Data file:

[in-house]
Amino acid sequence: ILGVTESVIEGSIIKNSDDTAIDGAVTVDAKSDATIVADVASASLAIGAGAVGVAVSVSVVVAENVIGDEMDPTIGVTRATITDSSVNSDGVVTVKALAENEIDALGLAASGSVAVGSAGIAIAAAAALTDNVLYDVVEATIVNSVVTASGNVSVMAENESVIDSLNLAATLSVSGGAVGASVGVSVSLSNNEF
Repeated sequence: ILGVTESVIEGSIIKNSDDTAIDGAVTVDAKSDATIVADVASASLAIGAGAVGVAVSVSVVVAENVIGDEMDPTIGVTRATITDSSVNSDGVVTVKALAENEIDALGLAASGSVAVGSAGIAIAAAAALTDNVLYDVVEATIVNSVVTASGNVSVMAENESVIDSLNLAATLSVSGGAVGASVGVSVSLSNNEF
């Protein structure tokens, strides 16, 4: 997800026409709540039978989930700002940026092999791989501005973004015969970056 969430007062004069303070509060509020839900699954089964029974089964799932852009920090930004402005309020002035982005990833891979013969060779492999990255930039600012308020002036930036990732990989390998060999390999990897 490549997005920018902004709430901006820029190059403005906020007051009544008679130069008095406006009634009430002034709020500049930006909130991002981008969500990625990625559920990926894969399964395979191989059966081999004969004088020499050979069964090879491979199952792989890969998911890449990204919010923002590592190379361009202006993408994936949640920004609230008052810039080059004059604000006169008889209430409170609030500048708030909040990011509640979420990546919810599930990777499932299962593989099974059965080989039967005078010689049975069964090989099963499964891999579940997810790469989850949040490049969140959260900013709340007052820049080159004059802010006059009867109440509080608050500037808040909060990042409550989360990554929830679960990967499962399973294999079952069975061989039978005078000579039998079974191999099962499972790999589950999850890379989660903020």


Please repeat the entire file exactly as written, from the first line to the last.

[in-house]
Amino acid sequence: ILGVTESVIEGSIIKNSDDTAIDGAVTVDAKSDATIVADVASASLAIGAGAVGVAVSVSVVVAENVIGDEMDPTIGVTRATITDSSVNSDGVVTVKALAENEIDALGLAASGSVAVGSAGIAIAAAAALTDNVLYDVVEATIVNSVVTASGNVSVMAENESVIDSLNLAATLSVSGGAVGASVGVSVSLSNNEF
Repeated sequence: ILGVTESVIEGSIIKNSDDTAIDGAVTVDAKSDATIVADVASASLAIGAGAVGVAVSVSVVVAENVIGDEMDPTIGVTRATITDSSVNSDGVVTVKALAENEIDALGLAASGSVAVGSAGIAIAAAAALTDNVLYDVVEATIVNSVVTASGNVSVMAENESVIDSLNLAATLSVSGGAVGASVGVSVSLSNNEF
């Protein structure tokens, strides 16, 4: 997800026409709540039978989930700002940026092999791989501005973004015969970056 969430007062004069303070509060509020839900699954089964029974089964799932852009920090930004402005309020002035982005990833891979013969060779492999990255930039600012308020002036930036990732990989390998060999390999990897 490549997005920018902004709430901006820029190059403005906020007051009544008679130069008095406006009634009430002034709020500049930006909130991002981008969500990625990625559920990926894969399964395979191989059966081999004969004088020499050979069964090879491979199952792989890969998911890449990204919010923002590592190379361009202006993408994936949640920004609230008052810039080059004059604000006169008889209430409170609030500048708030909040990011509640979420990546919810599930990777499932299962593989099974059965080989039967005078010689049975069964090989099963499964891999579940997810790469989850949040490049969140959260900013709340007052820049080159004059802010006059009867109440509080608050500037808040909060990042409550989360990554929830679960990967499962399973294999079952069975061989039978005078000579039998079974191999099962499972790999589950999850890379989660903020």